As America’s empire has declined, these games, depicting America reclaiming its rightful place as protector through war, have drastically risen in popularity. Of course, semi-nationalist video games depicting a heroic America have been around for decades, but games like Modern Warfare 2 and Tom Clancy’s Ghost Recon are of a different breed. As video games have become more advanced in the last decade, they have become less self-aware. Older video games, if for no other reason than graphical limitations, were far more cognizant of the limits of their medium. With contemporary games, lots of the buzz surrounding them focuses on their gritty realism- they are more direct in reinforcing ideology because they are perceived to be more in step with the real world. These video games create an insidious form of praxis by making the player an active participant; a dialectic between the game’s ideology and the player’s actions ensues. When paired with hegemonic ideology, the results, though not yet fully realized, are undoubtedly startling.

A rather long-winded response

A response to a question I received on Tumblr, which was “Isn’t there an argument that advertising is a higher form of art?”

This is a very interesting question! In order to answer it properly, I have to draw on my background as a former art student and my current interest in philosophy and political economy. Having taken three semesters of art history but no formal aesthetics or media studies classes, I must piece together an answer from my basic familiarity with contemporary art and understanding of postmodernism and critical theory. Let me say from the outset that both “high” and “low” art have a lot to tell us about society. Continue reading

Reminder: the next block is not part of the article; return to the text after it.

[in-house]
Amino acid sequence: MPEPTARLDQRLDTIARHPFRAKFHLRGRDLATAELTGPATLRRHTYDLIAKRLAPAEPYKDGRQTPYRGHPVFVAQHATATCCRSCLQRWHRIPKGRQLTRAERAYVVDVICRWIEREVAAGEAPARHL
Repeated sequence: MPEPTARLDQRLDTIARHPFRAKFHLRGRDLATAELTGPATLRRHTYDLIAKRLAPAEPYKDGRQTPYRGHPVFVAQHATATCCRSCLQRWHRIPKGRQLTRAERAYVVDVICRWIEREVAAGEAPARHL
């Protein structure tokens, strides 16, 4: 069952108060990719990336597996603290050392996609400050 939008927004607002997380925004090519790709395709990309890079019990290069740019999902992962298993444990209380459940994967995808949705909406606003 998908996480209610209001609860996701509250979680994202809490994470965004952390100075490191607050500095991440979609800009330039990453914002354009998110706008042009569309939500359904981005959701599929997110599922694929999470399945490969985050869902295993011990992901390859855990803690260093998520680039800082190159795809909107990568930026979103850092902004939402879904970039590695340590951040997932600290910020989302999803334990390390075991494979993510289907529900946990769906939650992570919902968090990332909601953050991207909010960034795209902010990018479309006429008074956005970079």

Deconstructing Neoliberalism, part I

note: This is the first in a series of posts, the idea for which I mentioned here. I am certain Sach’s arguments have been addressed by writers and thinkers far better than myself. However, I am writing this to deepen my own understanding of ideas to which I am relatively new. I hope it will also allow me to more readily address the points of mainstream economists.

The book jacket gives us the first indication of Sachs’ direction, and a very clear picture of the framework he’s using.

“Ultimately, The End of Poverty leaves readers with an understanding, not just of how grave the problem of poverty is but how solvable it is- and why making the necessary effort is a matter of both moral obligation and strategic self-interest of the rich countries.”

Sachs here is trying to sell his agenda to both the humanists and the capitalists alike, and judging by his stature and influence, he has been incredibly successful. He has received accolades for his pragmatism, though his desire to reconcile capitalist imperatives with moral ones smacks of utopian idealism. Žižek noted the hypocrisy of the modern capitalists: they accuse communists of being too utopian, while their ideals- universal healthcare, voting rights, decent living standards (all within a capitalist system of accumulation)- are every bit as utopian as those of Marx and Engels. Sachs’ focus, however, is on the “strategic self-interest,” of rich countries, indicating the plans he has for them.

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The pitfall of many amateur historians is to try and identify a “golden age” in the past, one that has supposedly universal or simply superior values and qualities to the present. To recognize the folly of this inquiry is merely … Continue reading